According to China, “nobody cares” whether Australian politicians and diplomats turn up at the Beijing Winter Olympics or stay home.
It’s all “political posturing”, on their reckoning.
But for a country which claims it couldn’t give a toss about Australia and a host of other nations staging a diplomatic boycott of its Winter Games, it is protesting pretty loudly.
And they are using their state-owned and controlled press to ram home the message, describing Australia as the “No 1 US lackey” and mocking us for blindly following the “big brother” US.
Why, if China doesn’t care, do they keep going on about it? Thou doth protest too much, perhaps.
The truth is that the decision of the US, the UK, Canada and Australia to diplomatically snub the upcoming Games, set for February 2022, in protest at China’s gross human rights abuses is hurting.
Otherwise, why keep going on and on about it, pushing the barrow with your media mouthpieces?
And then there was this threat from foreign ministry spokesman Wang Wenbin at a daily briefing: “The US, Australia, Britain and Canada’s use of the Olympic platform for political manipulation is unpopular and self-isolating and they will inevitably pay the price for their wrongdoing.”
One wonders what kind of threat this is. More trade sanctions against Australia perhaps, or just words.
Michael Shoebridge from the Australian Strategic Policy Institute says any more sanctions would risk hurting China more than Australia.
‘All about symbolism’
“If you don’t care, why do you keep shouting?” Shoebridge wonders. “This is all about symbolism and prestige. It matters deeply – and that’s why they are yelling about it.”
Shoebridge is the director of ASPI’s defence, strategy and national security program. He says that France’s decision not to join the boycott because, in their view, sport and politics shouldn’t be mixed, is missing the point.
He says the Chinese Communist Party is not hosting the Winter Games because they love sport. They love prestige, and the whole point was to get world leaders to Beijing so that President Xi Jinping could bask in all the attention.
Shoebridge says politics and sport are completely fused in the Chinese government’s eyes. Case in point – the treatment of tennis player Peng Shuai, silenced for alleging a former top official of the Communist Party sexually abused her.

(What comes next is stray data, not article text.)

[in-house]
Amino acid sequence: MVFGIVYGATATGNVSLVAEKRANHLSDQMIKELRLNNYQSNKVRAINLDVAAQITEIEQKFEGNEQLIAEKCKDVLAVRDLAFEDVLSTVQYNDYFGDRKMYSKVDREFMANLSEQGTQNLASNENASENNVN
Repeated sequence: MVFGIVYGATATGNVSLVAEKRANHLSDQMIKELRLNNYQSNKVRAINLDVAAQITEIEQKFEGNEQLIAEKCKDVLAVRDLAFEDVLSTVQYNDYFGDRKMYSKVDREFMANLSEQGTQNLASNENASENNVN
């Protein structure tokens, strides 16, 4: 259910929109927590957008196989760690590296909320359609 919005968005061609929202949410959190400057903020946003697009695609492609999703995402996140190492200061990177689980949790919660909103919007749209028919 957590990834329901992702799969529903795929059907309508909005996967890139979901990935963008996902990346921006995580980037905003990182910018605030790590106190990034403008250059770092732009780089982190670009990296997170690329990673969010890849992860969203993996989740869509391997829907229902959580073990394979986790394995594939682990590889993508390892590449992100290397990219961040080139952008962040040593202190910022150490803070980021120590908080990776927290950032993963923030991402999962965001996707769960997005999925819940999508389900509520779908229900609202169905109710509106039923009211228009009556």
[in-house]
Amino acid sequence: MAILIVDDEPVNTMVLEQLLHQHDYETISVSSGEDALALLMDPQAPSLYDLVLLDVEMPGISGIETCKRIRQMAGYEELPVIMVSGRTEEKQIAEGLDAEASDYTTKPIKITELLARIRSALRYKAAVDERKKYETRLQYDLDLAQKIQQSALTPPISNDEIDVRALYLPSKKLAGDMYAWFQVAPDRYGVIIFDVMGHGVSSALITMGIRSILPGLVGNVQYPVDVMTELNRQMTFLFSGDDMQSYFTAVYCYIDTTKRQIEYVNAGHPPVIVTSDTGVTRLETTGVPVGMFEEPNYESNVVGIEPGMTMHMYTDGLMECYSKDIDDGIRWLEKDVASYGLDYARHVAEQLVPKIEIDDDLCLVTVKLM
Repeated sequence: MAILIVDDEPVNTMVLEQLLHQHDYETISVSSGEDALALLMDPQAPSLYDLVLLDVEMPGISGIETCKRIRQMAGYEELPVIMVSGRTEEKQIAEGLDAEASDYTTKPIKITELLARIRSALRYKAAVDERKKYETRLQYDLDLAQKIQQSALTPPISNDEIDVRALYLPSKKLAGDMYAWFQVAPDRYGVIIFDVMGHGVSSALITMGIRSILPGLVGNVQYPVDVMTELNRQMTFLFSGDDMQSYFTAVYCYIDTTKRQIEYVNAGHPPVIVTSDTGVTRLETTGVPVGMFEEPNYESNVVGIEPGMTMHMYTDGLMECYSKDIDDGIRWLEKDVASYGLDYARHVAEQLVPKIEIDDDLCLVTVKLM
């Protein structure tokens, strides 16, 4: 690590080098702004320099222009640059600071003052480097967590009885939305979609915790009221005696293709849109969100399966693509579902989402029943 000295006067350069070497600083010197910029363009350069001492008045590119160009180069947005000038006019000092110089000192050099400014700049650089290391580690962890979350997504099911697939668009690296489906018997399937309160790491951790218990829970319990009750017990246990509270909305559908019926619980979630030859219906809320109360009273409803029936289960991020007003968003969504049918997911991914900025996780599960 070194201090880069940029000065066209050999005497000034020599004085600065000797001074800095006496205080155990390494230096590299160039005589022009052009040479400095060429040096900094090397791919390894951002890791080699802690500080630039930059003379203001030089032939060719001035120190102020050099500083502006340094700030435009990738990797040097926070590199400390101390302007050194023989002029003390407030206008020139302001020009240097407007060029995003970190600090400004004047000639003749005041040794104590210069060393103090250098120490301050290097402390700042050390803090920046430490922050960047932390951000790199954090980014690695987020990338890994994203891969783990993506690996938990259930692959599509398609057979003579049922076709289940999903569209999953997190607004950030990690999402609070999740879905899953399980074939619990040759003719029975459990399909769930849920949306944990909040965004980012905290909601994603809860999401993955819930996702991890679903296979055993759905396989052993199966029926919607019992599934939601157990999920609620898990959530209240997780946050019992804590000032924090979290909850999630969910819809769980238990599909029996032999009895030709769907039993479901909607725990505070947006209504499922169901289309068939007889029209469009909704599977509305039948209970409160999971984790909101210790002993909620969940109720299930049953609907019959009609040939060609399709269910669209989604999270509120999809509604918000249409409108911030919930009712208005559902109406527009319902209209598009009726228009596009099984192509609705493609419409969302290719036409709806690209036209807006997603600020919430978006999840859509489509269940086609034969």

“Even if I’m an egg throwing myself at a rock, even if I’m a moth flying at a flame, courting my own destruction, I will still speak the truth of us,” her words said.
So, is there a point to a diplomatic boycott? Or will it make little difference in the long run? Is this a case where change starts somewhere small and we are seeing the beginnings of something much bigger?
Human Rights Watch, which has long campaigned against China’s human rights abuses, has backed the diplomatic boycott. In a report in mid-2021, HRW said the Chinese government was committing crimes against humanity against Uyghurs and other Turkic Muslims in the region of Xinjiang. They said the Chinese leadership was responsible for widespread and systematic policies of mass detention, torture and cultural persecution.
Richard McGregor, senior research fellow for East Asia at the Lowy Institute, says in the immediate term it probably makes little difference and perhaps even hardens the position of both parties. And Chinese, whose lives are better than they have been, do not take lightly to Westerners telling them they are in a pariah nation.
McGregor says that as China becomes richer and more powerful, other nations have less influence.
It remains to be seen whether China decides, in the wake of the boycott, to slap more trade sanctions on Australia, similar to their response to Australia’s calls for an independent inquiry into the COVID-19 outbreak.
Back then, China announced an 80 per cent tariff on Australian barley and suspended beef imports from four Australian meatworks.
The athletes’ conundrum
Most interesting will be how the athletes themselves act in China and whether they will make their own protests and stand up for human rights. It’s a conundrum for athletes who must accept the International Olympic Committee’s decisions on where the Games are held and abide by IOC rules.
Athletes cannot protest at medal ceremonies or during events.
But, says Michael Shoebridge, they are free to speak at press conferences and on social media.
And he says some powerful symbolic imagery – like an egg on a press conference table, a hand over the athlete’s mouth – could have a bigger impact than a diplomatic boycott.
It is time for Winter Olympics athletes, around the world, to start thinking about their own principles when it comes to human rights and what stance they might take. Not everyone is privileged to live in a nation where human rights are sacrosanct. And not many of us are world-class athletes with a stage from which to take a stand.